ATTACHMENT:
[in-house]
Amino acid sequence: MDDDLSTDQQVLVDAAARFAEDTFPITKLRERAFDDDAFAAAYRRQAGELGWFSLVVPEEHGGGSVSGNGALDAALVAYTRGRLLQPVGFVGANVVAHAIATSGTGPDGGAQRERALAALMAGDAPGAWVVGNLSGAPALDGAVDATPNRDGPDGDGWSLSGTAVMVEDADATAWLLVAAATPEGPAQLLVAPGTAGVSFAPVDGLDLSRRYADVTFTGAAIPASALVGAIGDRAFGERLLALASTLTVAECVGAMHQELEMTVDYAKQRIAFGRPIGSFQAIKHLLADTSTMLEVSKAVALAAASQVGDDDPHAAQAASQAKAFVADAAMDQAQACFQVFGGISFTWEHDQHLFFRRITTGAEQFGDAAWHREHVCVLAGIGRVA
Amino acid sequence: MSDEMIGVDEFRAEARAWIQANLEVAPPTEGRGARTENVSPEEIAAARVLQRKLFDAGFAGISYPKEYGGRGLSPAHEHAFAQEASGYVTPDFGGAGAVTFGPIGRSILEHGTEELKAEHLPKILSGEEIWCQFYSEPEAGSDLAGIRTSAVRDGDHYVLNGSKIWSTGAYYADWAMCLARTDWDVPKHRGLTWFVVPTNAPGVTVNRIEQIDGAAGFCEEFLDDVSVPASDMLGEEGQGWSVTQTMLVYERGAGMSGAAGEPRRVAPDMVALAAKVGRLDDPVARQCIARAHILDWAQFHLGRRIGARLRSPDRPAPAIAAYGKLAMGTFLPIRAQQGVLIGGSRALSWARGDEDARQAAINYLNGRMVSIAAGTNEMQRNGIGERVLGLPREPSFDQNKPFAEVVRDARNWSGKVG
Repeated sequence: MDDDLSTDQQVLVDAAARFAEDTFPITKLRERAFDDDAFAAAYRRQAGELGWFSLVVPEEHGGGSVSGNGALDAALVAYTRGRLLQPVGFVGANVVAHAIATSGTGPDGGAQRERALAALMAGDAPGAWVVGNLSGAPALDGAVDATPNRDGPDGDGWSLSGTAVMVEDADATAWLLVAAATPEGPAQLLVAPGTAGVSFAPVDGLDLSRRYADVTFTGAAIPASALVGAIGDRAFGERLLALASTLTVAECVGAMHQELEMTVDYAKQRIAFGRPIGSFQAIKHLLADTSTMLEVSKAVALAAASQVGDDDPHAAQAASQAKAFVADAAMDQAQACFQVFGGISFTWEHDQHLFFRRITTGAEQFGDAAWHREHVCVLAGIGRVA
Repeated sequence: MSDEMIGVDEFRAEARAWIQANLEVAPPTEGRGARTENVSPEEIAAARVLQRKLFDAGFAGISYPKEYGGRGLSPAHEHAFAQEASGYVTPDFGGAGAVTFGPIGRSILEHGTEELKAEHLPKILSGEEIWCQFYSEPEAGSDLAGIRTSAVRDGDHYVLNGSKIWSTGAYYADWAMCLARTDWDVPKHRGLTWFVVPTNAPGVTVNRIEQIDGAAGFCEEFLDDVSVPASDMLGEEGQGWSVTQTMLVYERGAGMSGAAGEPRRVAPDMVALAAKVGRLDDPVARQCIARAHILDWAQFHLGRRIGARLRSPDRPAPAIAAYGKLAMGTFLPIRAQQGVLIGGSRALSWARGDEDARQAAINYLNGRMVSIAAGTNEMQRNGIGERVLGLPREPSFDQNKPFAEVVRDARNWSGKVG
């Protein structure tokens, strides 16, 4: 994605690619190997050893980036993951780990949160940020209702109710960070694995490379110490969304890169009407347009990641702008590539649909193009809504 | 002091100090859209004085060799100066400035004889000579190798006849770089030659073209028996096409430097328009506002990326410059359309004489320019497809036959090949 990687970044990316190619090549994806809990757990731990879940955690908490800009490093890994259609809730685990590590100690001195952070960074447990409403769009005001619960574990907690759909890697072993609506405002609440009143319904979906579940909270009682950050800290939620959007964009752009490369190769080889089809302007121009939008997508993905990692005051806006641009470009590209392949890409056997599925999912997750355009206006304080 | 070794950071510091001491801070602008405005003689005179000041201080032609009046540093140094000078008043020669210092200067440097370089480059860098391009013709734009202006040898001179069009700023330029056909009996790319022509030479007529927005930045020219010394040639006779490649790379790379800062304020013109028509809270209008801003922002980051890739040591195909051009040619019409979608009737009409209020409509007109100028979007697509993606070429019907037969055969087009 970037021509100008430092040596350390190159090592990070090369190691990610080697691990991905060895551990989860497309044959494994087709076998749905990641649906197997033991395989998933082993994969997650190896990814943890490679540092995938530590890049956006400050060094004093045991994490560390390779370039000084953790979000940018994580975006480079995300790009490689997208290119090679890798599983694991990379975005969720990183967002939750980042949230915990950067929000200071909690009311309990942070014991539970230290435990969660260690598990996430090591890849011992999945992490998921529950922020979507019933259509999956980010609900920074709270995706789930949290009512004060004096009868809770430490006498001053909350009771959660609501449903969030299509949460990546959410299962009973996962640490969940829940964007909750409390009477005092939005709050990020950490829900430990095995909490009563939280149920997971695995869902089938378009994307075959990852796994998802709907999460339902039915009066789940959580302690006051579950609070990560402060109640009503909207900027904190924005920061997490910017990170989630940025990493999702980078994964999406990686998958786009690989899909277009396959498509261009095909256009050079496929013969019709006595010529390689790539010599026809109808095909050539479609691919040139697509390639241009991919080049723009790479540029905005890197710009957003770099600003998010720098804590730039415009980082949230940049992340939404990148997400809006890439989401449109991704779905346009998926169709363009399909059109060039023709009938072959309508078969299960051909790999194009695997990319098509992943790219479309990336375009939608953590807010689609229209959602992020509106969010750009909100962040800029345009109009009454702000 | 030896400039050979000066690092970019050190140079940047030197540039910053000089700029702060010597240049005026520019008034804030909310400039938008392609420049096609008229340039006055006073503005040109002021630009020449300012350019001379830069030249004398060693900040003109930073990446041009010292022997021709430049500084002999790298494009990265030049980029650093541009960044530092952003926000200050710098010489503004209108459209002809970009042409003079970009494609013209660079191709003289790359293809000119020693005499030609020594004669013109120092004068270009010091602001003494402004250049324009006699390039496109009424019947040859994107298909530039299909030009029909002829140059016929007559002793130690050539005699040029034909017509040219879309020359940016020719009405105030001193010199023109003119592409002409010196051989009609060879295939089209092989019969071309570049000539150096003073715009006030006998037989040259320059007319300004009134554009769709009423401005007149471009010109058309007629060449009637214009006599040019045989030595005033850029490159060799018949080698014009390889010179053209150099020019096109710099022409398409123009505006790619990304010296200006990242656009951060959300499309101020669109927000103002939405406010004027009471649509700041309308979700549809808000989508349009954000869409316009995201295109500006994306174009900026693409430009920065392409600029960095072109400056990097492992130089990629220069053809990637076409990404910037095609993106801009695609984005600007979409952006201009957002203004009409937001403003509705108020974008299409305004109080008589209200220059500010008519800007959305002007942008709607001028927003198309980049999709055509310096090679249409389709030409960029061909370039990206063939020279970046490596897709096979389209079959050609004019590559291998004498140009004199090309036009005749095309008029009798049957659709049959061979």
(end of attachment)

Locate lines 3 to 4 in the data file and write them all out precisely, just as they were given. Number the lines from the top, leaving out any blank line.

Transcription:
Amino acid sequence: MSDEMIGVDEFRAEARAWIQANLEVAPPTEGRGARTENVSPEEIAAARVLQRKLFDAGFAGISYPKEYGGRGLSPAHEHAFAQEASGYVTPDFGGAGAVTFGPIGRSILEHGTEELKAEHLPKILSGEEIWCQFYSEPEAGSDLAGIRTSAVRDGDHYVLNGSKIWSTGAYYADWAMCLARTDWDVPKHRGLTWFVVPTNAPGVTVNRIEQIDGAAGFCEEFLDDVSVPASDMLGEEGQGWSVTQTMLVYERGAGMSGAAGEPRRVAPDMVALAAKVGRLDDPVARQCIARAHILDWAQFHLGRRIGARLRSPDRPAPAIAAYGKLAMGTFLPIRAQQGVLIGGSRALSWARGDEDARQAAINYLNGRMVSIAAGTNEMQRNGIGERVLGLPREPSFDQNKPFAEVVRDARNWSGKVG
Repeated sequence: MDDDLSTDQQVLVDAAARFAEDTFPITKLRERAFDDDAFAAAYRRQAGELGWFSLVVPEEHGGGSVSGNGALDAALVAYTRGRLLQPVGFVGANVVAHAIATSGTGPDGGAQRERALAALMAGDAPGAWVVGNLSGAPALDGAVDATPNRDGPDGDGWSLSGTAVMVEDADATAWLLVAAATPEGPAQLLVAPGTAGVSFAPVDGLDLSRRYADVTFTGAAIPASALVGAIGDRAFGERLLALASTLTVAECVGAMHQELEMTVDYAKQRIAFGRPIGSFQAIKHLLADTSTMLEVSKAVALAAASQVGDDDPHAAQAASQAKAFVADAAMDQAQACFQVFGGISFTWEHDQHLFFRRITTGAEQFGDAAWHREHVCVLAGIGRVA